People tend to hold onto beliefs long after shifting reality has blasted their foundation. Consider prominent beliefs among political and civic leaders regarding mass transit and urban growth.
“RTD is kind of the answer to so many challenges in our region, whether it’s climate, air quality, equity or access. All roads point to RTD for solutions to these things that we’re facing,” says Molly McKinley, policy director at the Denver Streets Partnership, as quoted in a recent Denver Post series on the troubled status of the Regional Transportation District.
The Post itself seconded this credo of RTD primacy in a recent editorial proposing sales tax hikes to upgrade train and bus service while raising RTD salaries and reducing fares. Mass transit, The Post believes, is “the key to addressing so many pressing issues: greenhouse gas emissions from vehicles, poor air quality, traffic, worsening income inequality, and staggering costs of living pushed higher by rising gas prices.”
Such views are mainstream among policy elites: We’ve got to get people out of cars and onto buses, trains or bicycles if we’re going to redesign our cities, stop urban sprawl, save the planet and create a just and equitable society.
Letting go of the public transit fantasy
Unfortunately for the thesis, it’s being overrun by technology, transportation options, consumer preferences, remote work, and the inconvenient fact that even before COVID, during a period of high population growth and surging housing density, RTD actually managed to lose ridership.
Since COVID, ridership has cratered, with little hope of returning even to the pre-pandemic’s anemic levels for years to come. Indeed, as The Post discovered in its dive into RTD’s prospects, “Financial pressures, coupled with the staffing shortages, have RTD officials setting a target to restore just 85% of pre-pandemic service hours by 2027.”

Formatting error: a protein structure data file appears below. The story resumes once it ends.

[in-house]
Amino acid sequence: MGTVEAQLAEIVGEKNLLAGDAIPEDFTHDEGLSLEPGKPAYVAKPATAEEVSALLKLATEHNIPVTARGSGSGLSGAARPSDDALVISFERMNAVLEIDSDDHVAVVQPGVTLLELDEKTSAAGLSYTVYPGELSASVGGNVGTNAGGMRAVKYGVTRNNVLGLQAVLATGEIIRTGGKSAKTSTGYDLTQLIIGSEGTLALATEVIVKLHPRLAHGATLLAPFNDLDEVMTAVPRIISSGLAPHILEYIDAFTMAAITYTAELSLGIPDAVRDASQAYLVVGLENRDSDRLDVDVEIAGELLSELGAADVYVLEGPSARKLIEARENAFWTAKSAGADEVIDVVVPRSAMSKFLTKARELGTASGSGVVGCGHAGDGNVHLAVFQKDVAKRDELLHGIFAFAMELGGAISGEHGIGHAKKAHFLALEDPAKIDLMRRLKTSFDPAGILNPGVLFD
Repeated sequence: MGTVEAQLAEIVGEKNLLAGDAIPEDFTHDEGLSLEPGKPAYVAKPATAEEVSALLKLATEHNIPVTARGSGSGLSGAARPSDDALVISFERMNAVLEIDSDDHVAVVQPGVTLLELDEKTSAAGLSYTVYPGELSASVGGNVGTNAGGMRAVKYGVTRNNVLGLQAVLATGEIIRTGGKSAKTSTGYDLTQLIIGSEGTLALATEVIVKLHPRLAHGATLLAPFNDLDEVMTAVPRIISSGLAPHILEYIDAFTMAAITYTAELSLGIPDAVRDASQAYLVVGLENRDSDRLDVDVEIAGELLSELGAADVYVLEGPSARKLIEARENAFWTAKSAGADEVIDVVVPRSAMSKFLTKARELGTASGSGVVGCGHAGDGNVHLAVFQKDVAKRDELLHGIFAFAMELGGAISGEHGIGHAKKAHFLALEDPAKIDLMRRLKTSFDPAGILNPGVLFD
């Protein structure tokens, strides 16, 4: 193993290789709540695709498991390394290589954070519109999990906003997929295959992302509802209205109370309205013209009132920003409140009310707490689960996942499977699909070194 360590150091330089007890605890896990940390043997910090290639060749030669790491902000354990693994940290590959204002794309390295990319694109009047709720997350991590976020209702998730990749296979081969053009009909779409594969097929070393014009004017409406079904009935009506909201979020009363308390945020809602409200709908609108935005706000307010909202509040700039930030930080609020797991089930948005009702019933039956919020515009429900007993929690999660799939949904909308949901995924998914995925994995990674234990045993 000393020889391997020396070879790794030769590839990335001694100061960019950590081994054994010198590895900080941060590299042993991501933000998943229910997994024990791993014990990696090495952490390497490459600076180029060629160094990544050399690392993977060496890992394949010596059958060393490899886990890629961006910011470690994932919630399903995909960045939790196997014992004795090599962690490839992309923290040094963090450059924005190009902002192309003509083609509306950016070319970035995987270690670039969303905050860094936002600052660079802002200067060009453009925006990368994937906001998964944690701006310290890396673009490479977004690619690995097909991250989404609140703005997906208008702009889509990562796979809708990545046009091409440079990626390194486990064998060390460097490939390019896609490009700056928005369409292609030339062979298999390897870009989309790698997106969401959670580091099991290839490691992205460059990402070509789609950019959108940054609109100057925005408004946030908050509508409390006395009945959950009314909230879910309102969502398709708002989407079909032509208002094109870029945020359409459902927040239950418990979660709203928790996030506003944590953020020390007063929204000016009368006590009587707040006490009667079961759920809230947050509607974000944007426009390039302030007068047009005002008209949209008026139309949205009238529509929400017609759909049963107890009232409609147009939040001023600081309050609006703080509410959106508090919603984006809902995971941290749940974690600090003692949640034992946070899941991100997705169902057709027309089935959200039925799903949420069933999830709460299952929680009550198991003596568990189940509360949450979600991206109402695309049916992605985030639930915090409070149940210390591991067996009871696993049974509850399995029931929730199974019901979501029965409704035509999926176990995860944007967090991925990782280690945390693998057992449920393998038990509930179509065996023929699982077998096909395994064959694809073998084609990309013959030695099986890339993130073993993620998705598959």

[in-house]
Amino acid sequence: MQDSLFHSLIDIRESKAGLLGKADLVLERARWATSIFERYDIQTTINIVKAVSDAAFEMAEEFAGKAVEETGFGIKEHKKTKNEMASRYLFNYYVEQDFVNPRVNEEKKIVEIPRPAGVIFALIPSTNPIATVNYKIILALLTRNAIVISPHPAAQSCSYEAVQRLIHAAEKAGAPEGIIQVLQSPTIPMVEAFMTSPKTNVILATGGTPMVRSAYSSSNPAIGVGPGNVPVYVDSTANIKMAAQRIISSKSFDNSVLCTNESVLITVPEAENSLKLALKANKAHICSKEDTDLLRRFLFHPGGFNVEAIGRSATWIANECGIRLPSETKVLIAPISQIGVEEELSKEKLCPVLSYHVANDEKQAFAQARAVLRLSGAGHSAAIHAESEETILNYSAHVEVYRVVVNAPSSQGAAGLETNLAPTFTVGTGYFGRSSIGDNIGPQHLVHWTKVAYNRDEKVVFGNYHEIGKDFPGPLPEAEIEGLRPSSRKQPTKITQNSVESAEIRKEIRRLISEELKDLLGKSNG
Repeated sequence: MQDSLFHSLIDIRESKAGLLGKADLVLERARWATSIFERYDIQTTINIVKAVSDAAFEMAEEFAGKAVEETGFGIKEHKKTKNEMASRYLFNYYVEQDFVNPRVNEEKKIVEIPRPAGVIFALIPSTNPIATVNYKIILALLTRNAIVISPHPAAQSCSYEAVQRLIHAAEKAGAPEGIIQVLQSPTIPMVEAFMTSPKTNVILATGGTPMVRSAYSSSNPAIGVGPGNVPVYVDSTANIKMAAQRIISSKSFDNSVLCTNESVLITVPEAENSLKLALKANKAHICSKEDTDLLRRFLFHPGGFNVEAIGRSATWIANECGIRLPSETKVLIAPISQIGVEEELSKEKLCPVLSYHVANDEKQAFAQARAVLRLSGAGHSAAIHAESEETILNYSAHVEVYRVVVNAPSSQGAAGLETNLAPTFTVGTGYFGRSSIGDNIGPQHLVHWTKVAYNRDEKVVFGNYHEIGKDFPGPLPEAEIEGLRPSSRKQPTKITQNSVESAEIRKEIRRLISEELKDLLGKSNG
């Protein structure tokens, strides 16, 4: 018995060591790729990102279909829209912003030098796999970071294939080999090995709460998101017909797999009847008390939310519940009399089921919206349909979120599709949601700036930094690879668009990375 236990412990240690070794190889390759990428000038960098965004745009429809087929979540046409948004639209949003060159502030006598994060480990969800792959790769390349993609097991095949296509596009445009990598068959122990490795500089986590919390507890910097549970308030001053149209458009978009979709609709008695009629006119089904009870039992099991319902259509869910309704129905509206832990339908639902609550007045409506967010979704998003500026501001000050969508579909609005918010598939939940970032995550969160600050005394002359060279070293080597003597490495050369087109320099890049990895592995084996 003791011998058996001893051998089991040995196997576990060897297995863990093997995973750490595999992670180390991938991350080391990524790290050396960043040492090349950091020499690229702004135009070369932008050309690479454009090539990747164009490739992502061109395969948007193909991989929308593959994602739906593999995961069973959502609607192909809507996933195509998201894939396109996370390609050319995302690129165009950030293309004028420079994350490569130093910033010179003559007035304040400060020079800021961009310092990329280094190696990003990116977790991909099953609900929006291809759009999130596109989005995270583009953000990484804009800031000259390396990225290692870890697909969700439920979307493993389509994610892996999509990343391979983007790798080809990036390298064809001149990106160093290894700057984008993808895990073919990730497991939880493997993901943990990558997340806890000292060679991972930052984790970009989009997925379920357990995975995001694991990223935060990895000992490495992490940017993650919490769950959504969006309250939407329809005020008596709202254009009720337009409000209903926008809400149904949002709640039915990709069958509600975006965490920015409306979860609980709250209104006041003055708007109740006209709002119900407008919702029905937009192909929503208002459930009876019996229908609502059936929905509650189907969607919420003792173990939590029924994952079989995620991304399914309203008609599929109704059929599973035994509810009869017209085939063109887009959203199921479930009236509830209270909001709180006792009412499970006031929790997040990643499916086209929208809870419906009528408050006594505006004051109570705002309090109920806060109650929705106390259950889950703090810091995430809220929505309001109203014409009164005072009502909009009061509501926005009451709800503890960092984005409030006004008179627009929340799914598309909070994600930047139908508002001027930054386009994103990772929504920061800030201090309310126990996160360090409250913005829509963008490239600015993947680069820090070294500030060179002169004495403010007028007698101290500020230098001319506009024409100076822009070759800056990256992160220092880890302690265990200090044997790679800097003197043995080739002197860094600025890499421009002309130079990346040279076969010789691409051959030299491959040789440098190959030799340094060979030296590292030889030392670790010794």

If RTD truly is key to solving so many serious problems, then we must be doomed.
But is it? As pandemic fears recede, RTD could thrive again if it concentrates on corridors where service is in higher demand, adopts fares affordable for those who need transit most, and resists high-subsidy, low ridership projects like the proposed northwest rail line. But larger ambitions for the agency are mostly fantasy.
Lead the charge against climate change and air pollution? The only way metro Denver (or any region) is going to decarbonize its transportation sector is through the further greening of the energy grid and the adoption of electric vehicles. Even if that process takes longer than optimists project, as it probably will, it will still occur faster than any conceivable shift in trips from personal vehicles to mass transit.
In the next year or two alone, a host of new electric models will hit the market, their appeal further enhanced by the possibility of persistently higher gasoline prices.